Buying a laptop resolved some limitations. By then I'd moved to Ashland, changed companies and jobs, and was on the road only a few times each month. The laptop went with me on my trips and I arranged my daily schedule to go to a coffee shop and write. In 2006, we moved to where we live now. A coffee shop with excellent energy and a fantastic Mexican mocha is just under a mile away. My current ritual was at last found, the best one yet.
Logic? It works logically because it works creatively. Yes, I know it's noisy but I'm usually writing in my head before I sit down at the coffee shop. I've made a lot more progress with novel and short story writing since adopting this ritual.
We moved north to Ashland eight years ago this month. While here, I finally grasped that writing needed to be for me and it needed to be fun.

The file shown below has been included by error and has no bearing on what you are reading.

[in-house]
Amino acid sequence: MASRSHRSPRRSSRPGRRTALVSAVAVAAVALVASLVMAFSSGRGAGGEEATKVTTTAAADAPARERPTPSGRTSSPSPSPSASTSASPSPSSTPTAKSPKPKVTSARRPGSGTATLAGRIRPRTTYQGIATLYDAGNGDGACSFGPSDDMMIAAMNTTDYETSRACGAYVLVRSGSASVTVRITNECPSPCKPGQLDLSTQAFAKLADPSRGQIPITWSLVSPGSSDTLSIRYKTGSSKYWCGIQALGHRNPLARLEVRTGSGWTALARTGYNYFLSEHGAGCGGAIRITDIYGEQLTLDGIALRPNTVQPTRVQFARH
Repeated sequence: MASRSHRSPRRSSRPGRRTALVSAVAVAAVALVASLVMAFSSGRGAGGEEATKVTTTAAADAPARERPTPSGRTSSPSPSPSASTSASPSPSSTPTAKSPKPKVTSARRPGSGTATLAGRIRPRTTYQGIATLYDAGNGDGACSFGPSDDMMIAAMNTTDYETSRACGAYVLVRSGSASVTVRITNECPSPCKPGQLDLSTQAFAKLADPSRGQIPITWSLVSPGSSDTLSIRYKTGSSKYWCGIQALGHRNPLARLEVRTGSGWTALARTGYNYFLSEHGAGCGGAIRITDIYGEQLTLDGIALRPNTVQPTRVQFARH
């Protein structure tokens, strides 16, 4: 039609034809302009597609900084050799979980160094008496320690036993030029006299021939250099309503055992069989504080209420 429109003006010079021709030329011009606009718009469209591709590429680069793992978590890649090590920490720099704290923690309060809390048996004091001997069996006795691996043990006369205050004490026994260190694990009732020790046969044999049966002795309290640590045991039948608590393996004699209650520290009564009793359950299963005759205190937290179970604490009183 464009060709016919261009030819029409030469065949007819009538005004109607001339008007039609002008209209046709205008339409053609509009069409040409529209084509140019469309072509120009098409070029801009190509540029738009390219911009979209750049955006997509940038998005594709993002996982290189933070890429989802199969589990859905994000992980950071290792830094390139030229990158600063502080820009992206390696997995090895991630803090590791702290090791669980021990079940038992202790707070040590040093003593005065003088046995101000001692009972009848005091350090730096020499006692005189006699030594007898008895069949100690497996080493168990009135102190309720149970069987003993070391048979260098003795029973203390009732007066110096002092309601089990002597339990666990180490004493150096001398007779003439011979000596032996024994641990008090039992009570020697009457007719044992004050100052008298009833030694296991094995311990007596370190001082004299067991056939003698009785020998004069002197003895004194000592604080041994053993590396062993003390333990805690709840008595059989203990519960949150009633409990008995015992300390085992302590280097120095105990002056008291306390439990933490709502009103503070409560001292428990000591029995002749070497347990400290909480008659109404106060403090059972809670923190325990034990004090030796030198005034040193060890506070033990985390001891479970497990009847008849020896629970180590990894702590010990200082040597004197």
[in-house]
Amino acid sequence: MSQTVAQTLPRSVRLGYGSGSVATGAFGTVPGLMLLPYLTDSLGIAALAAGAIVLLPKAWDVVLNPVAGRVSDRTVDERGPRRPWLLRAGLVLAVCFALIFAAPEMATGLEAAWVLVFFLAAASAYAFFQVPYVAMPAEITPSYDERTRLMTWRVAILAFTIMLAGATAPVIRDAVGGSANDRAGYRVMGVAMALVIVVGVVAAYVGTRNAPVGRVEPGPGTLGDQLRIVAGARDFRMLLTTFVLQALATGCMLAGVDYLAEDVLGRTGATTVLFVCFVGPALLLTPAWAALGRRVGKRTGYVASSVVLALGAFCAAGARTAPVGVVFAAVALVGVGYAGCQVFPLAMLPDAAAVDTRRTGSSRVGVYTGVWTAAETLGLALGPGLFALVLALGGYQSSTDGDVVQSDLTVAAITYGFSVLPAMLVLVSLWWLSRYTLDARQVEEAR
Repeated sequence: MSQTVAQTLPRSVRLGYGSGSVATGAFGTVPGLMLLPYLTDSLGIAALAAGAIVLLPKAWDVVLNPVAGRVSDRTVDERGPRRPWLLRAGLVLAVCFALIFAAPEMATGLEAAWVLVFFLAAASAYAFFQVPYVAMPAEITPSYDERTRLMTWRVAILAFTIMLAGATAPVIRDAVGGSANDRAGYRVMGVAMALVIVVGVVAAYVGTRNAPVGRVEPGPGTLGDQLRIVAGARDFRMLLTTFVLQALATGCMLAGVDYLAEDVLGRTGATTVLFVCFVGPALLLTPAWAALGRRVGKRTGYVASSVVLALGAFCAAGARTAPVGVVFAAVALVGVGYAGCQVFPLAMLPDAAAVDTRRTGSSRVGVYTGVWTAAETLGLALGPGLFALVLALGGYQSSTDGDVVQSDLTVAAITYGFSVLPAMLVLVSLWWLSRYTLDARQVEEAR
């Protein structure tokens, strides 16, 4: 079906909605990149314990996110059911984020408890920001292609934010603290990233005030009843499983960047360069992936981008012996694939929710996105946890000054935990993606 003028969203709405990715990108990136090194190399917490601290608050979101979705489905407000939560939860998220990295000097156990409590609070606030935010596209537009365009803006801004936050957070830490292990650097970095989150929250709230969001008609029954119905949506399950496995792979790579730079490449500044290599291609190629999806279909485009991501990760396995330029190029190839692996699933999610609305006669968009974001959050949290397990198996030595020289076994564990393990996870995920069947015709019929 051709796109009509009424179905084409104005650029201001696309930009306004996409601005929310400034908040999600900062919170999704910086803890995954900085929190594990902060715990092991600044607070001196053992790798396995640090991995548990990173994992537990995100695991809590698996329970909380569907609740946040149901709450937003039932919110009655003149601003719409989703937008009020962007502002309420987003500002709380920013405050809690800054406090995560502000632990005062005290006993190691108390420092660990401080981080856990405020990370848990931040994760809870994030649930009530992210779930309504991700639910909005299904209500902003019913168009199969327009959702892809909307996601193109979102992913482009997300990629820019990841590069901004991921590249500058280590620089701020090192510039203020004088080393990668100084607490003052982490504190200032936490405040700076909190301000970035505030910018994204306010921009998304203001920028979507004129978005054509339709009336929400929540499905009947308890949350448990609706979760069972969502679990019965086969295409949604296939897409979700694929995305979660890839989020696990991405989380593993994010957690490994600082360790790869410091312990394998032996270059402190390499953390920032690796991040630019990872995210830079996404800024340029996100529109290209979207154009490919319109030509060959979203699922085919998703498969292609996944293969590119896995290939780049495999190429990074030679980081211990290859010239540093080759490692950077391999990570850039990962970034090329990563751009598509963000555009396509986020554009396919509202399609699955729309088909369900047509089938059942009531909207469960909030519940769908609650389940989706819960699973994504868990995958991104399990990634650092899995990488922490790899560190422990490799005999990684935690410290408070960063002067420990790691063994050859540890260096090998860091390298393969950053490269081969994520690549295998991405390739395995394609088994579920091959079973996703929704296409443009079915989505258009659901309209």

That just took a few more years....
I think often of my process, comparing it with Balzac, Mitchner and Margaret Mitchell, Larry McMurty, Isaac Asimov, Robert Heinlein and Arthur C. Clark. Man, the energy and discipline they must have had, the drive and the passion.
Time to strap shoes to my feet, pack up my laptop and walk down to The Beanery. Time to write like crazy again.
Causes Michael Seidel Supports
Kiva, Women's International League for Peace and Freedom, Propublica.org, Doctors Without Borders, GreaterGood.com